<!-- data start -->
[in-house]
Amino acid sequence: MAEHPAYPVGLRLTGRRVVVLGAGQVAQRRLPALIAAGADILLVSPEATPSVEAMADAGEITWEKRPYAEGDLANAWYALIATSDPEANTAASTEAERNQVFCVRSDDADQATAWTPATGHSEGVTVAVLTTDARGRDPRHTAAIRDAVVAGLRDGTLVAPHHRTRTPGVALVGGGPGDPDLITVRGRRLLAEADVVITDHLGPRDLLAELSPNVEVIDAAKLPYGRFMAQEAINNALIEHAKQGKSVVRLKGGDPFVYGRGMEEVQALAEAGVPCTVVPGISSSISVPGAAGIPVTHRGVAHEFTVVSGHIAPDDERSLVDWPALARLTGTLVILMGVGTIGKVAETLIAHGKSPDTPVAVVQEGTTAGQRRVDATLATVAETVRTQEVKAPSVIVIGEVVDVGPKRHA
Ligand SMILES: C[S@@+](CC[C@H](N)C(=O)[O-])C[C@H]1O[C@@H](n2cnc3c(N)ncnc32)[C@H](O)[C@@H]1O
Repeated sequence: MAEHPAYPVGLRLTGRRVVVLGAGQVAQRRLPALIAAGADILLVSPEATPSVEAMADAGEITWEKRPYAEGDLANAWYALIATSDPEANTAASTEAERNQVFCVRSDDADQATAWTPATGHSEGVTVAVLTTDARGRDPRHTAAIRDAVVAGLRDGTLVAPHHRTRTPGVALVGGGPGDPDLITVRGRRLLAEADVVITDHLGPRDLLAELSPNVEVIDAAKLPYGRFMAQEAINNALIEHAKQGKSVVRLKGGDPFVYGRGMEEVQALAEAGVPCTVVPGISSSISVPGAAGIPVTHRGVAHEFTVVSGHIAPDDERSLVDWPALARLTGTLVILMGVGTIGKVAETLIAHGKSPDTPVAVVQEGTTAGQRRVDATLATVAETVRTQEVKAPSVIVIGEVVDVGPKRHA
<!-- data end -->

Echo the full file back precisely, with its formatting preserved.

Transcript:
[in-house]
Amino acid sequence: MAEHPAYPVGLRLTGRRVVVLGAGQVAQRRLPALIAAGADILLVSPEATPSVEAMADAGEITWEKRPYAEGDLANAWYALIATSDPEANTAASTEAERNQVFCVRSDDADQATAWTPATGHSEGVTVAVLTTDARGRDPRHTAAIRDAVVAGLRDGTLVAPHHRTRTPGVALVGGGPGDPDLITVRGRRLLAEADVVITDHLGPRDLLAELSPNVEVIDAAKLPYGRFMAQEAINNALIEHAKQGKSVVRLKGGDPFVYGRGMEEVQALAEAGVPCTVVPGISSSISVPGAAGIPVTHRGVAHEFTVVSGHIAPDDERSLVDWPALARLTGTLVILMGVGTIGKVAETLIAHGKSPDTPVAVVQEGTTAGQRRVDATLATVAETVRTQEVKAPSVIVIGEVVDVGPKRHA
Ligand SMILES: C[S@@+](CC[C@H](N)C(=O)[O-])C[C@H]1O[C@@H](n2cnc3c(N)ncnc32)[C@H](O)[C@@H]1O
Repeated sequence: MAEHPAYPVGLRLTGRRVVVLGAGQVAQRRLPALIAAGADILLVSPEATPSVEAMADAGEITWEKRPYAEGDLANAWYALIATSDPEANTAASTEAERNQVFCVRSDDADQATAWTPATGHSEGVTVAVLTTDARGRDPRHTAAIRDAVVAGLRDGTLVAPHHRTRTPGVALVGGGPGDPDLITVRGRRLLAEADVVITDHLGPRDLLAELSPNVEVIDAAKLPYGRFMAQEAINNALIEHAKQGKSVVRLKGGDPFVYGRGMEEVQALAEAGVPCTVVPGISSSISVPGAAGIPVTHRGVAHEFTVVSGHIAPDDERSLVDWPALARLTGTLVILMGVGTIGKVAETLIAHGKSPDTPVAVVQEGTTAGQRRVDATLATVAETVRTQEVKAPSVIVIGEVVDVGPKRHA